# ENGR-1100 Introduction to Engineering Analysis

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ENGR-1100 Introduction to Engineering Analysis
Lecture 12

Lecture Outline Rigid body equilibrium. FBD- Free Body Diagram.

Rigid Bodies A rigid body is an ideal object that has dimensions and mass but does not deform under loading. The size and shape does significantly affect the response (reaction at supports) to applied force/s - A force applied to a rigid body may be translated along its line of action without altering its effects (principle of transmissibility)

Necessary and Sufficient Conditions of Equilibrium of a Rigid Body
The necessary AND sufficient condition for a rigid body to be in equilibrium is that the resultant force and couple acting on the rigid body must be zero. Particle equilibrium Those are vector equations. How many scalar equations in the 2D? in the 3D? Rigid body equilibrium

3 independent equations in 2 D

Isolation of bodies: Free Body Diagram
-In a system of interacting bodies, to be able to apply Newton’s laws properly, a systematic technique is to: isolate each of the bodies or a collection of bodies identify the forces acting on each of the bodies, and then apply the equilibrium equations to each. -The sketch of the isolated body or system of bodies considered as a single body, with all the external forces acting on it by mechanical contact with other bodies by gravitational attraction (weight) when the rest of the bodies are imagined to be replaced by their actions, it is known as a free body diagram.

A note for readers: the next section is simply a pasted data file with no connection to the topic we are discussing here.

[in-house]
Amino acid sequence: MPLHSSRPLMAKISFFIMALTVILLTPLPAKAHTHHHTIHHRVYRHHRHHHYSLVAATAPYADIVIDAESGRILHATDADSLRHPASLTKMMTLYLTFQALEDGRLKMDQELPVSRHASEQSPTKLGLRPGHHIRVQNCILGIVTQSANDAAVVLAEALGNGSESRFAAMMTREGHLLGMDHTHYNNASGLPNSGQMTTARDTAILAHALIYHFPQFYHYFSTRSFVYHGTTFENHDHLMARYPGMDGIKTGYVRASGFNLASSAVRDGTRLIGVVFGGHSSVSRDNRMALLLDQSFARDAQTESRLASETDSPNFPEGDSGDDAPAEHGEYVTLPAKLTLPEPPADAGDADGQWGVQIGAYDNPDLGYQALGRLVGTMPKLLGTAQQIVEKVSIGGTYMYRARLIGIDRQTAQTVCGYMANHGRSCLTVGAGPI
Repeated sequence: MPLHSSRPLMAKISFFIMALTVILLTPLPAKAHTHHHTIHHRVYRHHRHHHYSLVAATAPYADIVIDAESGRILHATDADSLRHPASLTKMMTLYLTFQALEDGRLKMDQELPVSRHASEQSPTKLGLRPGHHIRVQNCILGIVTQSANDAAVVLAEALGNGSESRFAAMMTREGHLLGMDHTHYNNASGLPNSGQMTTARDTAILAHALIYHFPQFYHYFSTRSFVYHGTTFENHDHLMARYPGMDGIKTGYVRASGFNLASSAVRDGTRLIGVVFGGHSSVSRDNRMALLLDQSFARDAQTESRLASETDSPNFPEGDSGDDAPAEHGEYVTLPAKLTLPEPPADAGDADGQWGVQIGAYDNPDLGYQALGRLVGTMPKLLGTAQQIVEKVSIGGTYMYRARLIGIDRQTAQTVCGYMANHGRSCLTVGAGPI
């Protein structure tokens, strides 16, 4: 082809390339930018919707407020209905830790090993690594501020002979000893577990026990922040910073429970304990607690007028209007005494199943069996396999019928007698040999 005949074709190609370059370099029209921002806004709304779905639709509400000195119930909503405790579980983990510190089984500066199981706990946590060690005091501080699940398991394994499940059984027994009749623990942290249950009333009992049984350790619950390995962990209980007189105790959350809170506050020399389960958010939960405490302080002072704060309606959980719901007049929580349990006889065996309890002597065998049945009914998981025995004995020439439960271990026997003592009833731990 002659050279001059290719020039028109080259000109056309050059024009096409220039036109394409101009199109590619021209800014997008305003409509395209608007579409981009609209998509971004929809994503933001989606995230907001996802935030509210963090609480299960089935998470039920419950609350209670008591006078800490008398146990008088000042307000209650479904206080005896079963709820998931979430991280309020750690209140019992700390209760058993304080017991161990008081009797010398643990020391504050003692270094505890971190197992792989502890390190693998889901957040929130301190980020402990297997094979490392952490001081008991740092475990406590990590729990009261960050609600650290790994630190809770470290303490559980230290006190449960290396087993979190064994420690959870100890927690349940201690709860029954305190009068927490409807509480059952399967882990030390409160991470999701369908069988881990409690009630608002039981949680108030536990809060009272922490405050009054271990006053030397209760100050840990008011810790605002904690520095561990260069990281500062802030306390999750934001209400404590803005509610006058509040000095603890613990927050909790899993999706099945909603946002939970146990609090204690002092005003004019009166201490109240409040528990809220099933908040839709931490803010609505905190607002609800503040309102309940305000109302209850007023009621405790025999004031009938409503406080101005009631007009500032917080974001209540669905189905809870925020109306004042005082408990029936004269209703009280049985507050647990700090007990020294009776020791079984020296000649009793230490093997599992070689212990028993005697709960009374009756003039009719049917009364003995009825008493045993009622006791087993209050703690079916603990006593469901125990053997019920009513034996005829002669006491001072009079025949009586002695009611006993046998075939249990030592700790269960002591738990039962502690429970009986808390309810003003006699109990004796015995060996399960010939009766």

Isolation of bodies: Free Body Diagram
The free body diagram is the most important single step in the solution of problems in mechanics. Remember: The forces on the isolated body (or system of bodies) are to be considered. 2. Apply Newton’s Third Law (every action has an equal, opposite and collinear reaction) carefully

Steps of Drawing a FBD Clearly identify the body (or system of bodies) to be isolated (the FREE body). Draw a diagram of this “free body” completely isolated from the rest of the bodies. Traverse the boundary of this “free body” and indicate ALL forces acting ON the free body (contact forces with other bodies forces) Known forces: Show vector arrows with proper magnitude (UNITS!!), direction and sense. Unknown magnitude but known direction of force: Show vector arrows with magnitude assumed as positive (if calculations show that the magnitude is negative, the minus sign indicates that the sense is opposite to the one assumed) Unknown magnitude and direction of force: Show x- and y- components of the vector with unknown magnitudes. 4. Show coordinate directions on the diagram

Two-dimensional reaction at supports and connections
1. Gravitational attraction 2. Flexible cord, rope, chain, or cable

3. Rigid link 4. Ball, roller, or rocker 6. Smooth pin 5. Smooth surface

7. Rough surface 8. Pin in a smooth pin guide

9a. Collar on a smooth shaft
Pin connection 9b. Collar on a smooth shaft: Fixed connection

Three-dimensional reaction at supports and connections
1. Ball and socket 2. Hinge

3. Ball bearing 4. Journal bearing

5. Thrust bearing 6. Smooth pin and bracket 7. Fixed support

Example P6-2 Draw complete free-body diagram of the beam shown in Fig. P6-2, which has a mass m.

Solution Known forces P mg Unknown forces Ay Ax 450 B y x

Class Assignment: Exercise set 6-1, 6-3, 6-4, 6-10
please submit to TA at the end of the lecture Ax Ay MA p W x y p 6-1 W N2 N1 x y 6-3 p x y Ax Ay p T 6-4 p p F1 N1 N2 x y F1 N1 W 6-10

Example P6-25 Draw complete free-body diagram of the bent bar shown in Fig. P6-25. The support at A is a journal bearing and the supports at B and C are ball bearings.

Solution x y z Cz Known forces Unknown forces P1 P2 P3 Cx Bx By Az Mz
My Ay

Class Assignment: Exercise set 6-22 & 6-24
please submit to TA at the end of the lecture p1 p2 p1 Ay Ax Az MAZ MAx MAy p2 p1 p2 T Ax Ay Az p1 p2